4:00 p.m.I visit a stall selling crystals, and I sit on a haystack to make a bracelet. The owner comes over to me, and smudges my bracelet with sage. “You’re not open!” she says abruptly. “Your energies are blocked. I can see it. You must be open to love and hurt. You must forgive yourself, and stop blaming yourself. Learn to relax. It’s okay to make mistakes.” She “programs” my crystals to give me balance, and bids me peace. I thank her.
8:00 p.m. We wait for Tarsius to play, the only Filipino act in the lineup. We cheer and dance in support, and we’re happy to see so many locals and tourists are coming over to watch them. “More!” they scream, as Diego Mapa thanks the crowd.
9:00 p.m. I go around Taste of Wonder, Wonderfruit’s food village, while waiting for Rhye’s and Blonde Redhead’s sets. I look at Thai cuisine, normal food, exotic food, sweets, blah blah blah… then, I find treasure.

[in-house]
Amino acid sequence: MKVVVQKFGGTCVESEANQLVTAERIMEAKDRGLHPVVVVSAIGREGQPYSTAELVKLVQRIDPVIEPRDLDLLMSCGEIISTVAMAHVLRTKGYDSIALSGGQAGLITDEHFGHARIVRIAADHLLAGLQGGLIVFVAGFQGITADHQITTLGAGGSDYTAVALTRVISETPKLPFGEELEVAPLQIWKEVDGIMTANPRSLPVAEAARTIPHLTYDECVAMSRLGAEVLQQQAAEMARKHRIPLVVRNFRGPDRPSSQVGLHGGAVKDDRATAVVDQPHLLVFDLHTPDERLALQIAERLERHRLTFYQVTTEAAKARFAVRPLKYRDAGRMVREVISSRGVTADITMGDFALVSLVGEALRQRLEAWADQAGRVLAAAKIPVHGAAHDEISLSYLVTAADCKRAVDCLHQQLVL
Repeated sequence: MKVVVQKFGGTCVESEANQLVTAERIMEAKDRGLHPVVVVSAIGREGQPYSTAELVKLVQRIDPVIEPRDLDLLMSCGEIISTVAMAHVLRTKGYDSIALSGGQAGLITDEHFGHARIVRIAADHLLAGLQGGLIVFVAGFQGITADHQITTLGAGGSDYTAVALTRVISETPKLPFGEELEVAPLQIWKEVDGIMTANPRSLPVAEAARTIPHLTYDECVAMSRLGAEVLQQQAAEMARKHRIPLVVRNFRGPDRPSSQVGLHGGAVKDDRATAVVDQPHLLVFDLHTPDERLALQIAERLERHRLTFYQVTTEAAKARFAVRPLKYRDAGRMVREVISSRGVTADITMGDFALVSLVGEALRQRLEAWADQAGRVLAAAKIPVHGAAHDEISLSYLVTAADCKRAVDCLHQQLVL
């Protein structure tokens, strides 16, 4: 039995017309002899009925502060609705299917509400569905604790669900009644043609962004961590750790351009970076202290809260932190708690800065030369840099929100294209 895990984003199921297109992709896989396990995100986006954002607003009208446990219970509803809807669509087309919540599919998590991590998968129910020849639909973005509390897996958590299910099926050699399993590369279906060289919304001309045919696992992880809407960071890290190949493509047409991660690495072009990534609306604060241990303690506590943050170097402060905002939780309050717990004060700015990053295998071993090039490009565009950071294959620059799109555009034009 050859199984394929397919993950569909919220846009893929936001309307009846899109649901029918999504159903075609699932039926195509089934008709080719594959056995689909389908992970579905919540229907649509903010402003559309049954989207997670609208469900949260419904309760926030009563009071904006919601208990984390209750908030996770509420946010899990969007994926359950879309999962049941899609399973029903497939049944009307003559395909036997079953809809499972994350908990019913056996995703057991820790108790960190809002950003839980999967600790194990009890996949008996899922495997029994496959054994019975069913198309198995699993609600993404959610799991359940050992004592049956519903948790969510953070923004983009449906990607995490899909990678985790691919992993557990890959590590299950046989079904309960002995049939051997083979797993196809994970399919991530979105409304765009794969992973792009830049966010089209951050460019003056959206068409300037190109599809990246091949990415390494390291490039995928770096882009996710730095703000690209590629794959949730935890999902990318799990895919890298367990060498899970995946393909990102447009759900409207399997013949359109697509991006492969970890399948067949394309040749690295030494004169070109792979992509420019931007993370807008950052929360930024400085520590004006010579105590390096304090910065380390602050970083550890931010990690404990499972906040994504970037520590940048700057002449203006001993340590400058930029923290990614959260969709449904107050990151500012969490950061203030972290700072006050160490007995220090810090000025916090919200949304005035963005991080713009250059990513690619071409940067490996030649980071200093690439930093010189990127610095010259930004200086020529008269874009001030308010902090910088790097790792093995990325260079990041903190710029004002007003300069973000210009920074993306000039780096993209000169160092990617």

Sitting quietly on a nondescript display, a small sign reads, “HAPPY BROWNIE.” I walk over slowly, recalling all the scary shit I read on VirtualTourist: Don’t buy drugs. Not in Pattaya. My drunk conscience wins me over. But this isn’t a drug, right? It’s dessert.
“Why does this say happy brownie?” I ask indirectly. The guy smiles, “Because it makes you happy.” He tells me to eat just half. I noted to follow his advice, but I think I got hungry and ate another quarter absentmindedly.
10:00 p.m.I’m super, super stoned by the time Rhye came on stage (BUT THEY ARE SO GOOD LIVE), and I barely remember Blonde Redhead’s performance. All I have of that night are blurry photos and videos, mostly of me laughing at everything.
I honestly don’t remember how the night ended, but I do know for sure that that could easily be one of the best weekends of my life. If you are to travel far for a music festival, make it Wonderfruit. It’s one of the things you have to try at least once.